BY DAVE MARPLES
The story of Manny â€“ an eighteen-year-old who leaves the desperately poor Rio Grande Valley with one goal in mind: become a professional soccer player. He finds adventure along the way with his best friend Hector as they seek fulfillment of their dreams.
So far, so Santiago Munez from â€˜Goal!â€™ – Danny Cannonâ€™s implausible but rather enjoyable film. Throw in some Proper Football Men along the way, for example, a tactics obsessed Dutch coach – â€œJohann always smelled of smoke, and suffered from a chronic cough, yet the players never saw him smoke a cigaretteâ€ and who screams, â€œThat is not Totaal Voetbal!â€ alongside a friendly Englishmen straight out of the Mister mould (â€œThe smell of cigarette smoke and body odour assaulted his nose. Before him stood Terry Hodgson, the English manager of the Tzompantlisâ€) and you start to get the idea.
Chuck in a lapse into â€˜young hot naÃ¯ve but likeable footballer seduced by bossâ€™ wifeâ€™ territory – â€œShe cried and asked for him to just hold her, which he allowed. By the time he realized what was up, she had already undone the bottom half of his dress shirt. His resistance melted at the touch of her palmsâ€ – and you may well be thinking that Turner has written with an eye on a movie-rights deal.
That would be unfair.
Part III of Turnerâ€™s novel is reminiscent of the party scene in The Great Gatsby in which Nick Carraway gets very drunk and strange things happenâ€¦or donâ€™t. Itâ€™s difficult to say given Fitzgeraldâ€™s use of a classic unreliable narrator, exacerbated by Nick being, at this point, out of his depth and drunk as a fart. Likewise in Part III, we have a house party at which various characters get very drunk, cop off and argue. Itâ€™s a bold move on the part of Turner but certainly piques interest since at this stage, the trajectory of the protagonist seems to have run its course.
Turnerâ€™s ambition and scope grows in Part IV â€“ a seeming stream of consciousness offering an alternative perspective from Mannyâ€™s perspective, with a nod to the denouement from James Joyceâ€™s â€˜A Portrait of the Artist as a Young Manâ€™.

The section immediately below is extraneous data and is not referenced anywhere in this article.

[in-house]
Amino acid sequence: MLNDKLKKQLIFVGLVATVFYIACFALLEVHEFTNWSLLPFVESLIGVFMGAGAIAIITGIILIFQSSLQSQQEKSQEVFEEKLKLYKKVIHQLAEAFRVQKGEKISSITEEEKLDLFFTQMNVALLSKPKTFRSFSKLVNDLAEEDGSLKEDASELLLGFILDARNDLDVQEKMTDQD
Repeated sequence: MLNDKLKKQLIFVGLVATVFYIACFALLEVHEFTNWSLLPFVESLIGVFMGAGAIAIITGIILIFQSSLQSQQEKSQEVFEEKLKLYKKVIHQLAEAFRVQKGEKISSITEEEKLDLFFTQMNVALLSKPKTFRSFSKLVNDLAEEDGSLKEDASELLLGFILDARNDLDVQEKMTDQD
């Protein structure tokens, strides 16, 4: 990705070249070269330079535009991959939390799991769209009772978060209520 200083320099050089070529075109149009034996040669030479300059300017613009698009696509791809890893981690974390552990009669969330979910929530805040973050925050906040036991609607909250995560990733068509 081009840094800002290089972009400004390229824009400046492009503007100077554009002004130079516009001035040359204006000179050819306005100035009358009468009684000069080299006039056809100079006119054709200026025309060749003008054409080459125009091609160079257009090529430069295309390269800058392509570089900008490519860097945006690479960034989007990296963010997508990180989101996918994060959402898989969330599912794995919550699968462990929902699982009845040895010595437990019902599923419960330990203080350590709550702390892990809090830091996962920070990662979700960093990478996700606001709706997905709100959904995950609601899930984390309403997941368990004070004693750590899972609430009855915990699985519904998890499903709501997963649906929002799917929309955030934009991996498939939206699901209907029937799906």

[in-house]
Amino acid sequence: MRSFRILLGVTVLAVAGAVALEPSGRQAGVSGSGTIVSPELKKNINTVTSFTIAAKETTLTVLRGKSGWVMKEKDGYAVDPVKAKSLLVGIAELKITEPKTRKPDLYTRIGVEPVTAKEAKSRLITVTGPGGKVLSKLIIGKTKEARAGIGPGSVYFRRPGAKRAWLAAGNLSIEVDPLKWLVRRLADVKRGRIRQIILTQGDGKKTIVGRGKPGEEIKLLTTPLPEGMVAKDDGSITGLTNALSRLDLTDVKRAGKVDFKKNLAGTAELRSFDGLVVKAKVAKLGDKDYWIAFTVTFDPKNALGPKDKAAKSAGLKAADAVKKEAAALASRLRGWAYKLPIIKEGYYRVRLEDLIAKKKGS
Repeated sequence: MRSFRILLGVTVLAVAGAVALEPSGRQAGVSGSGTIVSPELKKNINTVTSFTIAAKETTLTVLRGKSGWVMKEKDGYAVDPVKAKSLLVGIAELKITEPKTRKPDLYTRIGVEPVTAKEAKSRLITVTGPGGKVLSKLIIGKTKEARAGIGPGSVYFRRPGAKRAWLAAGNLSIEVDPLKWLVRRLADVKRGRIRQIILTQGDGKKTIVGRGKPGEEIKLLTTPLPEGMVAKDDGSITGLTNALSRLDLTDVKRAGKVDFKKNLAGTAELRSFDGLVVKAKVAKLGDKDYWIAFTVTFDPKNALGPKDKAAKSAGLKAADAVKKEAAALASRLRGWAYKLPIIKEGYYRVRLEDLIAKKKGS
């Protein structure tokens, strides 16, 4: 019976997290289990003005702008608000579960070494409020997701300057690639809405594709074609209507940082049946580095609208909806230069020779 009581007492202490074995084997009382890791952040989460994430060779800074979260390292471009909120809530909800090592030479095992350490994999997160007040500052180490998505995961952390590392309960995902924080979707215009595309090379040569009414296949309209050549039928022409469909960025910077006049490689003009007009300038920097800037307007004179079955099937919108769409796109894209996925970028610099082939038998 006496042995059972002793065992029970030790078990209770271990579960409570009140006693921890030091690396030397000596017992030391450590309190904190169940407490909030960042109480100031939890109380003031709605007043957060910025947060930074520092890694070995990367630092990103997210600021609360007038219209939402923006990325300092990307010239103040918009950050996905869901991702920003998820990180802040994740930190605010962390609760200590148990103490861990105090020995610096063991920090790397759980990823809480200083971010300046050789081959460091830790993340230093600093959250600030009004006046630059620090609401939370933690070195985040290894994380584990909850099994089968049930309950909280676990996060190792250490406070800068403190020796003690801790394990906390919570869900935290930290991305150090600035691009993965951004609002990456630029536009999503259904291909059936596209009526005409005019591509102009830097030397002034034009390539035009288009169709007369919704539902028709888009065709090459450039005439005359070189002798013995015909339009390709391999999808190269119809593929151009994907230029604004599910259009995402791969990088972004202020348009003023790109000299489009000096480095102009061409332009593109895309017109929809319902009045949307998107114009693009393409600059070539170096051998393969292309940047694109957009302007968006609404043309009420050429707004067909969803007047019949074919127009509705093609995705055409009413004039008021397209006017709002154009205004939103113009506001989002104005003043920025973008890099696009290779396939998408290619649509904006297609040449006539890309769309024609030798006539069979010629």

It would be lazy to dismiss this story as the second rate distant cousin of Santiago Munez; itâ€™s far more interesting and nuanced than that. Turner scratches at the immigration situation down where Mr. Trump proposes the building of a wall as well as the intricacies of the slippery meanings that are lost and found when translating English to Spanish and back again – a subject deliberately foregrounded by the author:
â€œâ€¦the last quarter of the book is basically an ode to both English and Spanish as spoken by human beings. I tried to be lyrical, and think I pulled it off in a few parts.â€ (As told to â€˜The Open Fieldâ€™, May 2016)
He has too. In a few parts, he has certainly pulled it off, especially in the thought provoking latter half of the book. Indeed, the story really only uses football as a background to explore such nuances of life that is lived out somewhere between and betwixt America and Mexico.
But again, in Turnerâ€™s own words: â€œTo be honest, Iâ€™ve always loved the American road novel and, while living in the RGV [Rio Grande Valley], I got a pretty deep sense of just how immigration laws made in Washington can really affect and hinder and mess up the daily lives of people.â€ (As told to â€˜The Open Fieldâ€™, May 2016)
Football can be a wonderful tool to explore this thing called life and the travails, confusions and difficulties that accompany it.
The Night of the Virgin by Elliott Turner is available on Amazon HERE